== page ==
Because I’m a children’s librarian, the one thing I can offer is books that highlight the struggles that so many kids and young adults face: the fear of losing a parent, spouse, or child to deportation; the stigma of living your life in the shadows; the uncertainty of what could happen if you are forced to relocate to a place you haven’t called home in decades, if ever; the pain of xenophobia painting you as a problem to be fixed. All I could do at the time was nakedly respond to a beautiful children’s book. Morales compassionately paints the experience of a young girl who grows up to be a DACA young adult. This is her story, gorgeously illustrated by Luisa Uribe. The book brought me to tears and reminded me to be thankful of all the ways I’ve caught a break, when many others have been less fortunate.

Because I’m a children’s librarian, the one thing I can offer is books that highlight the struggles that so many kids and young adults face: the fear of losing a parent, spouse, or child to deportation.

I recently learned a new psychology term that kinda describes some of the thoughts often drive me bonkers. Apophenia (/æpoʊˈfiːniə/) is the tendency to perceive meaningful connections between unrelated things. This is all part and parcel of my bi-polar neurology. I think in many regards, this most recent episode, while explainable through neurophysiology terms, also had a spiritual component that was meaningful to me. I had been praying as part of my way of coping, and it seemed to be healing a wound I had been ignoring for a while.

 

I had been working my way through Alison Bechdel's The Secret to Superhuman Strength. Bechdel’s simultaneously raw and cerebral mode of self-analysis makes her one of my literary heroes, doing things in comics I have seldom seen others do as well as she does. Fun Home and Are You My Mother? are some of my favorite bits of sequential art for the way they interweave her internal thoughts and insights, both personal and familial, with the literary cannon that influenced her thinking. That particular night, I couldn't find Bechdel’s newest book, but I still wanted to read for a bit before calling it a night.


Since I couldn't find the title I was looking for, I instead grabbed Alex Sanchez's You Brought Me the Ocean. And while I didn't quite consider it a miracle, I found this book to be just what I needed.  In this story Jake is balancing several secrets: he's applied to a university miles from home without telling his best friend, he's likely gay, and he may have a weird unexplainable connection to water. At one point in the book, after everything seems to be unraveling, he asks his best friend's dad for advice:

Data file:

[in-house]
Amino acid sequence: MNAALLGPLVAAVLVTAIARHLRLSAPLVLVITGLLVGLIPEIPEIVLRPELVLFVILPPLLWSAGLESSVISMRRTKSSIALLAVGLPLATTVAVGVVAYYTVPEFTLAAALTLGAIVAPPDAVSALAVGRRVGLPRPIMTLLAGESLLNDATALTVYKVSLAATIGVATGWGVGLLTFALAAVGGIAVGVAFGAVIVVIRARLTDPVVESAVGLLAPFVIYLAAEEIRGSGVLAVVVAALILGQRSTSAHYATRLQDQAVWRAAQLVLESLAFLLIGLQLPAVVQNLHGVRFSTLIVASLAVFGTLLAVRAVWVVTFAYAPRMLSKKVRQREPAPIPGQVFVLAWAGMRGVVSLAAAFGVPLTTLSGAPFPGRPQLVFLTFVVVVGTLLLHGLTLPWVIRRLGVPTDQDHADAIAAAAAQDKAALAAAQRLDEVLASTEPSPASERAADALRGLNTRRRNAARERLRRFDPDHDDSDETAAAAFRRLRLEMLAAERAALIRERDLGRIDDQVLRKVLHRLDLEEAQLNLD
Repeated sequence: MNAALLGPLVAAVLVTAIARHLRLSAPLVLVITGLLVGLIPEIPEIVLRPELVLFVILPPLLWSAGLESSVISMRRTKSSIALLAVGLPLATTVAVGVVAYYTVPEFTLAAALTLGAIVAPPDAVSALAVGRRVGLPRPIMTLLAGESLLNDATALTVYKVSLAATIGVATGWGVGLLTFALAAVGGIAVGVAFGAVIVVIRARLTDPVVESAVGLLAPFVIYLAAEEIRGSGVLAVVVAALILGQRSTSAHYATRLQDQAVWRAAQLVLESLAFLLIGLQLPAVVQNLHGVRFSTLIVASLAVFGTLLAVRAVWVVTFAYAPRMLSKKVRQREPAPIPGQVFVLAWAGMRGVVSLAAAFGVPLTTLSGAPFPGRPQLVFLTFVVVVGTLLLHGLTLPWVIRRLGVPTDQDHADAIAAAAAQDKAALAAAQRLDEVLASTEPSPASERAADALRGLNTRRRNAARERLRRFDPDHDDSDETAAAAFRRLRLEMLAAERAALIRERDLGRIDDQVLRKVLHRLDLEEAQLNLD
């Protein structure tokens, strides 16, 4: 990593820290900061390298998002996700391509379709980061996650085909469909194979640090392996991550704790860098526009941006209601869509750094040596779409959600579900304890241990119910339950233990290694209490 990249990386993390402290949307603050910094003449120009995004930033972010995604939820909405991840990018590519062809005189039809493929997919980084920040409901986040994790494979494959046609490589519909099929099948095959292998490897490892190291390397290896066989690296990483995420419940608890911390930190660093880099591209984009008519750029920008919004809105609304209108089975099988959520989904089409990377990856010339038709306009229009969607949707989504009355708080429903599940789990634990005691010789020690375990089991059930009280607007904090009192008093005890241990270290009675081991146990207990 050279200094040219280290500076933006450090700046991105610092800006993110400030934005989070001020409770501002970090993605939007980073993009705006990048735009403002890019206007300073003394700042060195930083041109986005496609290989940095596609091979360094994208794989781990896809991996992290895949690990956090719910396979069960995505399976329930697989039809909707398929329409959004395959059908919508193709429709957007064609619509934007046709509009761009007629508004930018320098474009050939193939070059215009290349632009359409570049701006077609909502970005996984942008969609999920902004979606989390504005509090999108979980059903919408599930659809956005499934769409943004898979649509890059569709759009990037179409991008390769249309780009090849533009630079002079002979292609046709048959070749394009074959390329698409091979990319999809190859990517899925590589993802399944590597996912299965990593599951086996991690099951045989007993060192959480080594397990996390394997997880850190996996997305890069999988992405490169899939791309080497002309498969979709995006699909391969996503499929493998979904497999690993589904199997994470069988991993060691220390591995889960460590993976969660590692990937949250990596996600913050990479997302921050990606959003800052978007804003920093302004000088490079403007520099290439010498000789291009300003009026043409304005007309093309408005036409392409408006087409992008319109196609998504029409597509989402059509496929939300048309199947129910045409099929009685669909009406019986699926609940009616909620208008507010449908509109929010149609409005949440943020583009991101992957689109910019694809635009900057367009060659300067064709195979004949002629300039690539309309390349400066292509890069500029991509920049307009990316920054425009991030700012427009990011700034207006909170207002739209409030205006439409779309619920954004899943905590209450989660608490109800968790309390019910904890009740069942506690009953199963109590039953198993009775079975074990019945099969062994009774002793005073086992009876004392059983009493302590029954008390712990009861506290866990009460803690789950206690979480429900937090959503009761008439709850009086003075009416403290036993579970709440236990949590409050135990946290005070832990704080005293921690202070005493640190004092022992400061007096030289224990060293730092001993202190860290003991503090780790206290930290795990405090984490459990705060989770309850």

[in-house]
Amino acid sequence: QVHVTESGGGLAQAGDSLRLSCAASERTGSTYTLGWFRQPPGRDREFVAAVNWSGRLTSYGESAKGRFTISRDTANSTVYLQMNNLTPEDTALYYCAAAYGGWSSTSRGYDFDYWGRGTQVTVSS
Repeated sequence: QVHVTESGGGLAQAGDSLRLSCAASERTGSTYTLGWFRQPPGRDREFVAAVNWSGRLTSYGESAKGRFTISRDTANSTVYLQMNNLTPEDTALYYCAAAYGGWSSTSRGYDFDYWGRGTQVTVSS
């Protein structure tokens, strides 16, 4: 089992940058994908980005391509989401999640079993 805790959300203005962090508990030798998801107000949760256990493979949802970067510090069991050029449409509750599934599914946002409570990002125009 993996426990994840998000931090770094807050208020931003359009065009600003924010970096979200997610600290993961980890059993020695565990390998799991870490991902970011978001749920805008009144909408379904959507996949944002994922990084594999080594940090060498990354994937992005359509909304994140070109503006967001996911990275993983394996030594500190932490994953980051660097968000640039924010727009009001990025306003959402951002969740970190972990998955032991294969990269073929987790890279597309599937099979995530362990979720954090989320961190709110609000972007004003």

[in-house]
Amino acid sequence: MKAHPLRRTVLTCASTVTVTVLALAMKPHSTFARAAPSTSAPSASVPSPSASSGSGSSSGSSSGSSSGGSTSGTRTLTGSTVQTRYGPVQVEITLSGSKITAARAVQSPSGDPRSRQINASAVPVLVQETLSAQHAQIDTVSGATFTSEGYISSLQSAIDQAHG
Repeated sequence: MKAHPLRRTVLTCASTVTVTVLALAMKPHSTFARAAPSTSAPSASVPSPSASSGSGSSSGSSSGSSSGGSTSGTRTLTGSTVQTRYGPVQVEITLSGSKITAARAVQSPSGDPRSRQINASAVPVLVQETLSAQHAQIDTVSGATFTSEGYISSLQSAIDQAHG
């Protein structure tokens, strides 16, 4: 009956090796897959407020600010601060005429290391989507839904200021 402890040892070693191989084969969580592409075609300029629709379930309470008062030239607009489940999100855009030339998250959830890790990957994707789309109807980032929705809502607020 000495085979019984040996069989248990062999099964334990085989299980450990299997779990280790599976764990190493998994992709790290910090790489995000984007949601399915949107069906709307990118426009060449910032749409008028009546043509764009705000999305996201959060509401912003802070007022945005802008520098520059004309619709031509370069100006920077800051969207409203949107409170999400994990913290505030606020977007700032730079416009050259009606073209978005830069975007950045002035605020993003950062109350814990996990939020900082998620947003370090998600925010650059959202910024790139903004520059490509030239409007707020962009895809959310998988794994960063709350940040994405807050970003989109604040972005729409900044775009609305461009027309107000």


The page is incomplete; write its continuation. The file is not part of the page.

"You know what I do when I feel problems dragging me under? I go to a quiet place...wherever I am… here at work, at home, or in the mountains… It's not important where.  I hold my problems out to the universe and say... I need help. Show me what to do and give me the strength to do it. Then I wait, and listen, and let the answers come."

 

I had been struggling with this episode for almost a month or so, but this wonderful book about coming out and finding yourself really hit home. I had been asking the universe for answers, and slowly, painfully, weirdly, they had been coming to me. 

 

One last little literary footnote to my manic episode.  I had been looking for books to include in my next children’s story time, and I somehow stumbled upon another gem.  Dan Santat is an American-born child of Thai immigrants, a fantastic illustrator, a graphic novel creator, and an all-around master of illustrated storytelling.


That particular day, I picked up his book After The Fall. This is the story of Humpty Dumpty, reconstructed after his fateful episode when he fell from the wall and was put together again. In it, our main protagonist is afraid of heights; having once fallen so hard, he dare not try to climb again. But he is still drawn to beauty of the birds who soar so free, and so he fashions a paper airplane as a substitute to climbing up the wall or watching the birds from a high perch. Until finally, one day, a gust of wind propels his paper airplane onto the high, high wall. Humpty then decides: he has no choice but to climb the tall, tall ladder to rescue his plane. Each rung, more terrifying than the last. But he faces his fears, climbs to the top of the wall, and right as he feels he’s conquered his demons, his shell shatters in pieces, and Humpty, now a bird himself, takes flight.


As Gaiman so sagely put it, “Sometimes you wake up. Sometimes the fall kills you. And sometimes, when you fall, you fly.” I can’t say for sure I’ve conquered my fear of falling. There is trepidation in sharing my story, nakedly opening myself up in words, words, words. Mental illness, for now, still comes with a huge social stigma. Yet I am more than my diagnosis. It is a part of me, but it does not define me. It has derailed me before, but it has taken me to places I would never have imagined. I sing and dance for little children. I get to share the tales that move me, make me laugh, make me cry. Books have saved me before and words are my friends. I live in a world of stories, and this one is mine. Vulnerability is my superpower; watch how I soar.